Nissen goes into greater detail about the studio's final effort. "They did an amazing job. I can't thank them enough or sing their praises highly enough for how diligent, caring they were. They stuck with it, even though they were letting departments go as production progressed -- when the layouts were done the layout people went, when the key animation was done the animator left. The studio was kind of closing around this team that just kept getting smaller and smaller as they finished the movie. They stayed with it and kept it beautiful and kept their conscientiousness all the way thru to the end."
Even Cinderella III's closing credits reflect DisneyToon's gratitude in the form of an unusual acknowledgement:
"Special thanks to DisneyToon Studios Australia for their many years of producing beautiful hand-drawn animation."
Now that their hour is passing, perhaps it's time to give Disney's direct-to-video sequels their due. Quality is where you find it, and the studio's original theatrical releases have not been immune to creative and commercial failure. At their best, the sequels were created not by clock punchers, but by people who believed in and felt a commitment to their work and to classic 2D animation. "There's a lot of criticism that the sequels get," says Kammerud. "People hate them within the industry, but I'm glad for myself and the artists I work with that there's still a place to make 2D while everyone else is running away from it."
Cinderella III is an excellent film, in some ways better than the original -- richer emotionally and with characters who transcend their caricatured origins to display depth and personality. Its plot is inspired by a segment in 2002's Cinderella II: Dreams Come True (produced by the TV division) where redheaded stepsister Anastasia tries to free herself from her mother's influence. ("In our movie we kind of set up that story," Morrill acknowledges.) The new movie builds to a touching and heartfelt conclusion -- complete with a nightmare version of Cinderella's pumpkin ride that might satisfy even the most hardened skeptic of the sequels.
Morrell credits Nissen for the film's depth of feeling. "He's one of the most romantic, emotional directors I've met. The movie's sense of romance, of true love has Frank written all over it." So perhaps it's appropriate for Nissen to talk a bit about what Cinderella III means to him.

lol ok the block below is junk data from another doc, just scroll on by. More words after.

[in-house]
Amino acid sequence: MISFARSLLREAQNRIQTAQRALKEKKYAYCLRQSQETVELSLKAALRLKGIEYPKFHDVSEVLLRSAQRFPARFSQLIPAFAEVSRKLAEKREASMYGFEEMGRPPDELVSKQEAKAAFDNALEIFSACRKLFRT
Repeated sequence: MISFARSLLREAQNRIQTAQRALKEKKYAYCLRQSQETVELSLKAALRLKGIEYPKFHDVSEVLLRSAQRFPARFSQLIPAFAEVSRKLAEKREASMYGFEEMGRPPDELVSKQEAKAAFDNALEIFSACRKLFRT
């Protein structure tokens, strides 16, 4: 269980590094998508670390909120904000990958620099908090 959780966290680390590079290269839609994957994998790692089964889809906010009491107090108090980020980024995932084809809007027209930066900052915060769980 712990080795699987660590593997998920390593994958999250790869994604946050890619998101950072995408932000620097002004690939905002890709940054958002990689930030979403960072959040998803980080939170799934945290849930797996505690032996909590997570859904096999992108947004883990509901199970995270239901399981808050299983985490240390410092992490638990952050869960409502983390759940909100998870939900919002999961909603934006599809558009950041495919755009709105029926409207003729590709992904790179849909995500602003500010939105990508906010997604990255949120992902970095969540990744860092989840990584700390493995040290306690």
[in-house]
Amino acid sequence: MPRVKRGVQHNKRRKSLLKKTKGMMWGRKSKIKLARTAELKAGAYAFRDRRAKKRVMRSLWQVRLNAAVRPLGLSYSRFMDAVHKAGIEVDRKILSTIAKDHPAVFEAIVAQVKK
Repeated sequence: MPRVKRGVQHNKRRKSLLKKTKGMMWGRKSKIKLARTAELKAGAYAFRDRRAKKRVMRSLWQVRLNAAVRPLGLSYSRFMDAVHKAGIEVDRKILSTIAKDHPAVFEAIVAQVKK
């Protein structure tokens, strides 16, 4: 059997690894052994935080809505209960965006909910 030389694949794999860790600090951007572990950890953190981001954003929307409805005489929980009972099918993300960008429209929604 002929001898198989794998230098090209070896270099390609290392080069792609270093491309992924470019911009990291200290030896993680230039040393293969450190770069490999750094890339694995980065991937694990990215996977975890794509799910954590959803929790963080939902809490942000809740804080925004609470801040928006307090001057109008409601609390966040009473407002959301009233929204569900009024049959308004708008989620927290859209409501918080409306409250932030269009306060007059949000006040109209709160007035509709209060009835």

"I feel very fortunate to have really good script to start with [credited to Margaret Heidenry] -- a solid idea to build off the original movie. Disney sequels are always an interesting conundrum. In the original feature usually the most powerful emotional motifs are explored and resolved. What do you do in a sequel to give viewers a satisfying experience? That's a tough one. Also, how do you keep the spirit of the original without just slavishly making another edition of it? Those are the two things uppermost in peoples' minds in trying to do these sequels."
Nissen's belief in the film extended to unseen characters like the King's long-deceased wife ("We even had a name for her for a while -- Queen Gertie.") and to how the characters were animated; it's a lesson in classic animation to hear him discuss the care with which the stepmother was brought to life:
"She's the most realistic, if you will, of all the characters in terms of the anatomy of her face, how she moves, her expressions and the like. A lot of the characters, from Cinderella all the way through to the mice, have degrees of broadness that you can take liberties with -- the shape of the eyes, how wide the mouth opens, how much the cheeks distort in any given expression. You can do that to different degrees depending on how comical your character is. The stepmother was way beyond Cinderella in terms of [realism] -- we didn't want anything the least bit cartoony about her. She's all about menace, evil. The way she projects it is thru her stillness."
It's obvious Nissen isn't just talking up his own work when he describes his reaction to the film's conclusion. "The first two or three times I watched it while during editing, I just got goose bumps. When those little moments happen, that's the joy of filmmaking, why you slog thru all the..."
Nissen leaves the rest of his thought unspoken but understood. As one of the players says in that closing scene, "Everyone deserves true love" -- even the Disney sequels.
Joe Strike is a regular contributor to AWN. His animation articles also appear in the NY Daily News and the New York Press.